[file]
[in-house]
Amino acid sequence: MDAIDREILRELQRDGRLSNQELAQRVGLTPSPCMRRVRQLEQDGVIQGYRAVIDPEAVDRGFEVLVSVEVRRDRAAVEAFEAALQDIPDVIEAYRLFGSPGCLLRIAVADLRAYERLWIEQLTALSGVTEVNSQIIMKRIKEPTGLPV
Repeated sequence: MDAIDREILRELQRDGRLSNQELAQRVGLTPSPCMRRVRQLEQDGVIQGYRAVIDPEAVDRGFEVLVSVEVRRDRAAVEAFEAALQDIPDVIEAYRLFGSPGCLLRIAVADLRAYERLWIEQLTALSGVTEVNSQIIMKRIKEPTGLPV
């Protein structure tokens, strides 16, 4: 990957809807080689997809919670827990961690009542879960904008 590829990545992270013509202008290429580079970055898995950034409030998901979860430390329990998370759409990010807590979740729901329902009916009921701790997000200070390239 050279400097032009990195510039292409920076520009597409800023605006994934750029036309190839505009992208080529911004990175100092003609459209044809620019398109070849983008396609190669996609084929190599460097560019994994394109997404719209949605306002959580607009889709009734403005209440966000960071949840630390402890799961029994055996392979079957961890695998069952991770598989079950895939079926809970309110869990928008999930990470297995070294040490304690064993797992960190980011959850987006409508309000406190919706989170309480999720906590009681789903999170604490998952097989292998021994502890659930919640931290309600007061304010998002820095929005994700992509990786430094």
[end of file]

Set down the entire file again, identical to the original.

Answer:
[in-house]
Amino acid sequence: MDAIDREILRELQRDGRLSNQELAQRVGLTPSPCMRRVRQLEQDGVIQGYRAVIDPEAVDRGFEVLVSVEVRRDRAAVEAFEAALQDIPDVIEAYRLFGSPGCLLRIAVADLRAYERLWIEQLTALSGVTEVNSQIIMKRIKEPTGLPV
Repeated sequence: MDAIDREILRELQRDGRLSNQELAQRVGLTPSPCMRRVRQLEQDGVIQGYRAVIDPEAVDRGFEVLVSVEVRRDRAAVEAFEAALQDIPDVIEAYRLFGSPGCLLRIAVADLRAYERLWIEQLTALSGVTEVNSQIIMKRIKEPTGLPV
């Protein structure tokens, strides 16, 4: 990957809807080689997809919670827990961690009542879960904008 590829990545992270013509202008290429580079970055898995950034409030998901979860430390329990998370759409990010807590979740729901329902009916009921701790997000200070390239 050279400097032009990195510039292409920076520009597409800023605006994934750029036309190839505009992208080529911004990175100092003609459209044809620019398109070849983008396609190669996609084929190599460097560019994994394109997404719209949605306002959580607009889709009734403005209440966000960071949840630390402890799961029994055996392979079957961890695998069952991770598989079950895939079926809970309110869990928008999930990470297995070294040490304690064993797992960190980011959850987006409508309000406190919706989170309480999720906590009681789903999170604490998952097989292998021994502890659930919640931290309600007061304010998002820095929005994700992509990786430094």